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Thread: Making an old cleanout into a new drain

  1. #16
    Plumber patrick88's Avatar
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    Quote Originally Posted by plumbingpros View Post
    Thanks for your responses, everyone. Okay - I accept that it's not code, but is it dangerous?? And if not, where should we put the vent pipe? Thanks.
    It is dangerous as far as sewer backing up into your house and getting you and your family sick. You should plumb the sink drain with the vent for it after the trap. The toilet with a 2" vent after the closet bend and twin the two vents together. Having a drawing and pic's would help everybody pointing out the real placement.

    I was just hoping to retake the thread for you.

    That fool hijacked it and will cause himself major sewer back ups. He came looking for advice but was really looking for somebody to tell him what he wanted. If he was my customer I would walk out the door. It is not worth bothering with people that think they know what they are doing. There is a reason plumbers need to be licensed. That reason is to protect the health of people. His neighbors should report him for causing a potential health hazard.
    I'm just starting to work with an old friend of mine to bring solar electric and hot water systems, wind turbines, Flex Fuel Boilers, batteries, hydroponic gardening, books, pellet grills and more. Also the parts for DIY installation.

  2. #17
    DIY Junior Member plumbingpros's Avatar
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    r-bob, take some advice from the plumbingpros: get your own thread!

    Thanks for the reply, Patrick. I think we will investigate removing enough concrete to make a proper connection. And, per Herk's advice, we'll try to keep the cleanout as well.

    I'll post a pic later after we rethink our design.

  3. #18
    DIY Junior Member DTony's Avatar
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    Based on the conversation above, and since I pulled a permit to finish my basement, I am guessing I will have to replace this cleanout tee to add a line. Do you have a recommendation on how to tie into this line? I want to add a kitchen sink in my basement. This is the best place to tie into the main line. My sink is approx. 18-20 ft away(all horizontal run) so I am wondering your thoughts on how to do this? It looks like I would have enough room to just cut this joint out and do it right. What do you recommend for a joint design? The line will be coming in from left through the wall. Also, are there any issues running 1 1/2 inch this far horizontally? It is just for the one sink. Given the distance and 1/4" drop per foot, the new line will be approx. 3" above the clean out. Name:  2014-01-25_21-52-10_663b.jpg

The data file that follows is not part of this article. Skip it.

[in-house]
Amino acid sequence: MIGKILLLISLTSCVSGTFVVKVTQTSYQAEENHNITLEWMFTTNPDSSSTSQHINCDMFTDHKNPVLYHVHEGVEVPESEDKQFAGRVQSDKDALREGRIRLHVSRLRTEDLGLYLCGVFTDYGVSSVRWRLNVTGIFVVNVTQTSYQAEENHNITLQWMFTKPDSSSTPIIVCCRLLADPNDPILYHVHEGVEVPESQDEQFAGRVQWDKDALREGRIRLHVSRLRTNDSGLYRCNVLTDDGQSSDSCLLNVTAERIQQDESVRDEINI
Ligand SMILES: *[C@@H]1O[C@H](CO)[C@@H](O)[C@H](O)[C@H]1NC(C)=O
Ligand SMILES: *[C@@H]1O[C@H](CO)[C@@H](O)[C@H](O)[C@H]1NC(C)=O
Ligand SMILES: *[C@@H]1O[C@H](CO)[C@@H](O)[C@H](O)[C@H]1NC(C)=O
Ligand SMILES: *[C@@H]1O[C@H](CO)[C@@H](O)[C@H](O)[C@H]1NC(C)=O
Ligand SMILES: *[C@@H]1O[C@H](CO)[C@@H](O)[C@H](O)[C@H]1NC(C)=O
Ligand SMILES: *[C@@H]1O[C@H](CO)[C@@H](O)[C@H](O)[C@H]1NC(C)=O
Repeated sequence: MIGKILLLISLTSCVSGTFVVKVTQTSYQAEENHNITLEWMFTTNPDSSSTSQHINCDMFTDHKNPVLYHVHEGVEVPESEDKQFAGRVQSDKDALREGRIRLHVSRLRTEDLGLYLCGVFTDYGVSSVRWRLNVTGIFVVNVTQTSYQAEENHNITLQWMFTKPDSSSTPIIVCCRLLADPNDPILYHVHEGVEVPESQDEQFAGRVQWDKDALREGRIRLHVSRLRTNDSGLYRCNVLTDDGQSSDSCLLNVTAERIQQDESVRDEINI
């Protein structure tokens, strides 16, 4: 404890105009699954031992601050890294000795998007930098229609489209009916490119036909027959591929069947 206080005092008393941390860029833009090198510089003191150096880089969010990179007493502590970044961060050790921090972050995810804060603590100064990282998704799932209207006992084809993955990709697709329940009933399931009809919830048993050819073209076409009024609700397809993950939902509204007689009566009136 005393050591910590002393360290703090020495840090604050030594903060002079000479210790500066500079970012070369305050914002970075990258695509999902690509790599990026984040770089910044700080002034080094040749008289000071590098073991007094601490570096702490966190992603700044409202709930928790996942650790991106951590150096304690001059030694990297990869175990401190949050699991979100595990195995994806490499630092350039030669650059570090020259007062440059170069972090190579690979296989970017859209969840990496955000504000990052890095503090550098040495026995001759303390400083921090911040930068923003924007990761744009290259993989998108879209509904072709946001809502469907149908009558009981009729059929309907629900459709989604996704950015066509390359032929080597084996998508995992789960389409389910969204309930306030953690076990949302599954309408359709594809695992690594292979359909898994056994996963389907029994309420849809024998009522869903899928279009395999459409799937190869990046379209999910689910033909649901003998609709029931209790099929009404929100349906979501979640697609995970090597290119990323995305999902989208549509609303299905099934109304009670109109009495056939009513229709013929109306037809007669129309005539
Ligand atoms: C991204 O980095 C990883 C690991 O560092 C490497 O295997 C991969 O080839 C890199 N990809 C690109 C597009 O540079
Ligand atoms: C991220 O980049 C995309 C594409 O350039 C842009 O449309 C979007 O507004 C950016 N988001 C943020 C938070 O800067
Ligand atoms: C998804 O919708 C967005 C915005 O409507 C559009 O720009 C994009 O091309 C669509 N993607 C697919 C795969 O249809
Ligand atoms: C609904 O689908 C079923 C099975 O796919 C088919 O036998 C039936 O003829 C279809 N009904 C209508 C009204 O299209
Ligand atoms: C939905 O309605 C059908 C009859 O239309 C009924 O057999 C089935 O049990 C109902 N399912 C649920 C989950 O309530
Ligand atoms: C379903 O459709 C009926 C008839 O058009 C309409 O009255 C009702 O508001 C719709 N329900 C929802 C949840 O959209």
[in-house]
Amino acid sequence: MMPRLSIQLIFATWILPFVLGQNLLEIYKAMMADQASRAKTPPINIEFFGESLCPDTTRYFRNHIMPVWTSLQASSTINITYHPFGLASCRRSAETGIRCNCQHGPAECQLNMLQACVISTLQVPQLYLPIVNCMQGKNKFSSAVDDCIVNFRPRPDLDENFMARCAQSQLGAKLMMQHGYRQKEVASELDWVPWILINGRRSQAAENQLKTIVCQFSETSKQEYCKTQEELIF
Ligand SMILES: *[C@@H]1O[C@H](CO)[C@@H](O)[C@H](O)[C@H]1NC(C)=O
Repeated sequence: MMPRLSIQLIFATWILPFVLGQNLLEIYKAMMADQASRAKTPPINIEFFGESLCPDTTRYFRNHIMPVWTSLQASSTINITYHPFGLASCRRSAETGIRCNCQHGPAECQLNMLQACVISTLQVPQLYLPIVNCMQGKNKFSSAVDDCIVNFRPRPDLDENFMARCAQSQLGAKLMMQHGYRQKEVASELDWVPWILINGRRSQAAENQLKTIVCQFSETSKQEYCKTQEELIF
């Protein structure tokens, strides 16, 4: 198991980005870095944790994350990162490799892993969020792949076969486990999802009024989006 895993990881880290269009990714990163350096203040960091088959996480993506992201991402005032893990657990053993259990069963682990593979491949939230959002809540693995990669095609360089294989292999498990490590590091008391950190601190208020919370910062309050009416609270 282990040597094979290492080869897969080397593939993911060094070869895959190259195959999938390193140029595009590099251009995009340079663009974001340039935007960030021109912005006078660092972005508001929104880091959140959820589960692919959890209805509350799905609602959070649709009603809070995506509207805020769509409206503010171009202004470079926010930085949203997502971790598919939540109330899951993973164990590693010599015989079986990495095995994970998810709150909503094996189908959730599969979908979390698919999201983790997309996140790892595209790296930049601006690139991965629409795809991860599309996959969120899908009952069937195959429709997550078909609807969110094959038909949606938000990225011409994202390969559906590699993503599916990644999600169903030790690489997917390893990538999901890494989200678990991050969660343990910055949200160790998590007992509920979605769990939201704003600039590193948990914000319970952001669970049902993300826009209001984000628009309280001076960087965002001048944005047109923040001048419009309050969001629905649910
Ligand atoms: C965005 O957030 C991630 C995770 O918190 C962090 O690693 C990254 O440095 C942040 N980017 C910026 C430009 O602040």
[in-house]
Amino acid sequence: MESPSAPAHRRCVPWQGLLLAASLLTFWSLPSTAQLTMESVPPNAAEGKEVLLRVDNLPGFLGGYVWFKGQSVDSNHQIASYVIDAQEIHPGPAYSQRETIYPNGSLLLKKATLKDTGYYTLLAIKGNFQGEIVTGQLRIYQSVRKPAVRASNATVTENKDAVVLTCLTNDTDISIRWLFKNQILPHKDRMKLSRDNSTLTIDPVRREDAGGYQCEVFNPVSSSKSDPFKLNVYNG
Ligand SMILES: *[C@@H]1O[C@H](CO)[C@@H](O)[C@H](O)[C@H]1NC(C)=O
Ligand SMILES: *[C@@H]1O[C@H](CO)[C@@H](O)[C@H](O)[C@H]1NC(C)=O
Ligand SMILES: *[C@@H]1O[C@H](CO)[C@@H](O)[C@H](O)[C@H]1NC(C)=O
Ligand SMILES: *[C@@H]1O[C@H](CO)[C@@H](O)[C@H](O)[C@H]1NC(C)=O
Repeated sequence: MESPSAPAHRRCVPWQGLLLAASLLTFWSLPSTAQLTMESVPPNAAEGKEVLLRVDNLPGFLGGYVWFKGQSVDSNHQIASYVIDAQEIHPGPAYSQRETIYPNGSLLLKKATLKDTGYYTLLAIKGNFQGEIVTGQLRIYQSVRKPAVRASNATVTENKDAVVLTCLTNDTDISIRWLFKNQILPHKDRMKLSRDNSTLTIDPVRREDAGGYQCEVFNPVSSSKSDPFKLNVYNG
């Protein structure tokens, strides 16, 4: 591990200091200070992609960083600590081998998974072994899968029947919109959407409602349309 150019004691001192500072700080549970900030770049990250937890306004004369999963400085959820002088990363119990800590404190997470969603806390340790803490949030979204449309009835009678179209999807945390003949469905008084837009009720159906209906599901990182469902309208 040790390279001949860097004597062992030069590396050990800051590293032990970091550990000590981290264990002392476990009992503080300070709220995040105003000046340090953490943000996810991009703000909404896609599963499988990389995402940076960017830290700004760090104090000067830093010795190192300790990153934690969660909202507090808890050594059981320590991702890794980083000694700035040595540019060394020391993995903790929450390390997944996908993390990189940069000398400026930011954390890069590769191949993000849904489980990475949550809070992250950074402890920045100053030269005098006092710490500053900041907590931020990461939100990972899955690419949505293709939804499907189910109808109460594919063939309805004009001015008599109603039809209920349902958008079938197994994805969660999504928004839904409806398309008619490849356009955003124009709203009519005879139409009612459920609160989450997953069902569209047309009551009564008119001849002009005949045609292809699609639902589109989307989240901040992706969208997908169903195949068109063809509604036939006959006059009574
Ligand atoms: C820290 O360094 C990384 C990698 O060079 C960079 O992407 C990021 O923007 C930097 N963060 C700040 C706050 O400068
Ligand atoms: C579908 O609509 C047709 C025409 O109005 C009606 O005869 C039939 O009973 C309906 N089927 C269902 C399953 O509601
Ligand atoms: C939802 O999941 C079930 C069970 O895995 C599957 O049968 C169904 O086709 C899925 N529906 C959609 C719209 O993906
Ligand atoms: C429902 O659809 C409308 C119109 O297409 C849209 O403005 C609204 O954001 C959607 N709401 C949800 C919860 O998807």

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Size:  26.4 KB. Thanks!
    Last edited by DTony; 01-25-2014 at 08:17 PM.

  4. #19
    DIY Senior Member houptee's Avatar
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    DTony maybe you can use a double WYE in place of that flush clean-out fitting.
    I needed a 4" double wye and the big box stores did not carry it. I had to get it from a plumbing supply house.
    Last edited by Terry; 01-26-2014 at 09:04 AM.

  5. #20
    Test, Don't Guess! cacher_chick's Avatar
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    Dislike adding onto an old thread, but a sink line must be 2". Replace the clean out with a double sanitary tee. Reduce to 2" on one side and 4" clean out adapter on the other. The sink trap MUST have a separate vent.

  6. #21
    DIY Member rosem637's Avatar
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    Quote Originally Posted by houptee View Post
    DTony maybe you can use a double WYE in place of that flush clean-out fitting.
    I needed a 4" double wye and the big box stores did not carry it. I had to get it from a plumbing supply house.
    A Wye is not the proper fitting for going from horizontal to vertical. Like cacher pointed out, a San-T is the way to go.
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  7. #22
    Master Plumber Caduceus's Avatar
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    The above diagram from rosem637 does not apply to this situation as the kitchen will need to be independently vented and does not rely on 'stack venting'.
    Do as cacher_chick recommended.

  8. #23
    DIY Member rosem637's Avatar
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    Quote Originally Posted by Caduceus View Post
    The above diagram from rosem637 does not apply to this situation as the kitchen will need to be independently vented and does not rely on 'stack venting'.
    Do as cacher_chick recommended.

    The diagram was used as an illustration to show that A Wye is not the proper fitting for going from horizontal to vertical. Not an actual stack with a combo and a san-t stacked on top each other

  9. #24
    Master Plumber Caduceus's Avatar
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    Quote Originally Posted by rosem637 View Post